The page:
In this Episode: Alervant writes in about the sexual harassment of a PC. Ryan4Flan writes in about players making unsolicited dice rolls. And David in Tampa chimes in on the flaw of organized play.
Replying to @The_Gekko_State about podcasts, I am reminded that I have to take issue with @Stu ‘s depiction of Apple over the podcast category changes. Yes, the changes definitely do not do us TTRPGers any favours. They are not the bad guys. I was hoping when the whole category thing started that we might persuade them to add subcategories like Actual Play etc., but you have to think about who might have been lobbing for the changes. Apple did not make this decision in a vacuum. Podcasting has seen a massive increase over the last couple of years, but it’s not us nerdcasts that have driven the podcast into mass culture, not even audio recasts of Critical Role.
No, it’s true crime podcasts, like Serial and their ilk, produced by professional journalists working full time, and of course media organisations. Look at the changes that have been made and you can see who wanted them - the “big boys.” The threat to fancasts is the media establishment, who are changing the podcast landscape and may indeed at some time push us out of the picture. They are working with those companies that wish to topple the Apple directory as the main way to find ‘casts.
It currently doesn't matter which alternative podcatcher you use, most of them swipe their data from the Apple directory, and believe me, this is a GOOD THING. Because professional media companies are trying to balkanise podcasting. Hosting startups offer services to bill your listeners. Amazon are offering media companies deals if they put their podcasts exclusively through Audible. Spotify are buying up podcasting hosting companies like they are on special offer. Even my beloved BBC are producing podcasts that can only be distributed via their Sounds app. As more professional content providers get into the game, and are offered top billing on exclusive platforms, Apple has had to respond to making it easier to find those shows, not ours on their open, RSS based platform.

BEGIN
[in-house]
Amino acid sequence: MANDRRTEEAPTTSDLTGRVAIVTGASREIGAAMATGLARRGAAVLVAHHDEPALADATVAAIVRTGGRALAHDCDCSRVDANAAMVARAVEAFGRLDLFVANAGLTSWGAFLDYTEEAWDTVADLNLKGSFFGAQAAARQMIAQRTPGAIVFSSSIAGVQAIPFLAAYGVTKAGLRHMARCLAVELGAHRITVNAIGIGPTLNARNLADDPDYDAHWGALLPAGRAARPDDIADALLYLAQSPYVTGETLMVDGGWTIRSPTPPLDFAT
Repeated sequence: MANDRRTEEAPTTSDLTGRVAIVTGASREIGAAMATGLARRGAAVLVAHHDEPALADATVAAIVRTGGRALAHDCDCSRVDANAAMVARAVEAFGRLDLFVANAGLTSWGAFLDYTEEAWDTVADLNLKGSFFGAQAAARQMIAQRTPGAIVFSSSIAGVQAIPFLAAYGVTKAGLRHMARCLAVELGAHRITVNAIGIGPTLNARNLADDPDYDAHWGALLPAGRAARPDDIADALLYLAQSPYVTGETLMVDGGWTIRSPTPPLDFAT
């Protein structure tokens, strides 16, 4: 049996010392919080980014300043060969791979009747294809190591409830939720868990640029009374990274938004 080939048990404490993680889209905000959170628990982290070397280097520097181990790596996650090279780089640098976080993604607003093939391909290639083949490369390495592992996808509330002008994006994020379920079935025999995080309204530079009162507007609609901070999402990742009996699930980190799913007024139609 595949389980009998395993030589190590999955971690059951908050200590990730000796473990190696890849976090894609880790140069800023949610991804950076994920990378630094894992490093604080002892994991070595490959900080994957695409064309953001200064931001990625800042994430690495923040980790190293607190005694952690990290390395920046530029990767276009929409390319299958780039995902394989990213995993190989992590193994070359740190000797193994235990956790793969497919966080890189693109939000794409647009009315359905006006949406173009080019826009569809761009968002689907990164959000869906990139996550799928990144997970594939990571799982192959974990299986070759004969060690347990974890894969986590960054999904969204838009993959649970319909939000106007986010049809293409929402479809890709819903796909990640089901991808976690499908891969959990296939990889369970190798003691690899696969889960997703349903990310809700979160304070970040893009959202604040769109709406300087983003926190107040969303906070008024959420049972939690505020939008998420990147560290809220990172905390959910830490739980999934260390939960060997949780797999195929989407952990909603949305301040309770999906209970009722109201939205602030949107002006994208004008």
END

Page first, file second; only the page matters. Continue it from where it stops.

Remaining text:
Its dog eat dog out there, but currently Apple manage, and provide to us podcasters, a free to use discovery platform that is open to all and based on standard like RSS. It’s a service they don’t NEED to provide, they started it to get people using (and so buying) their iPods more, back in the day. Now that any old phone can access the directory, there is little if any financial advantage to Apple keeping it going. But they do, and unlike Google and feedburner, they still CARE about it and improve it.
If the itunes podcast directory ever shutters, we smallfry are fucked.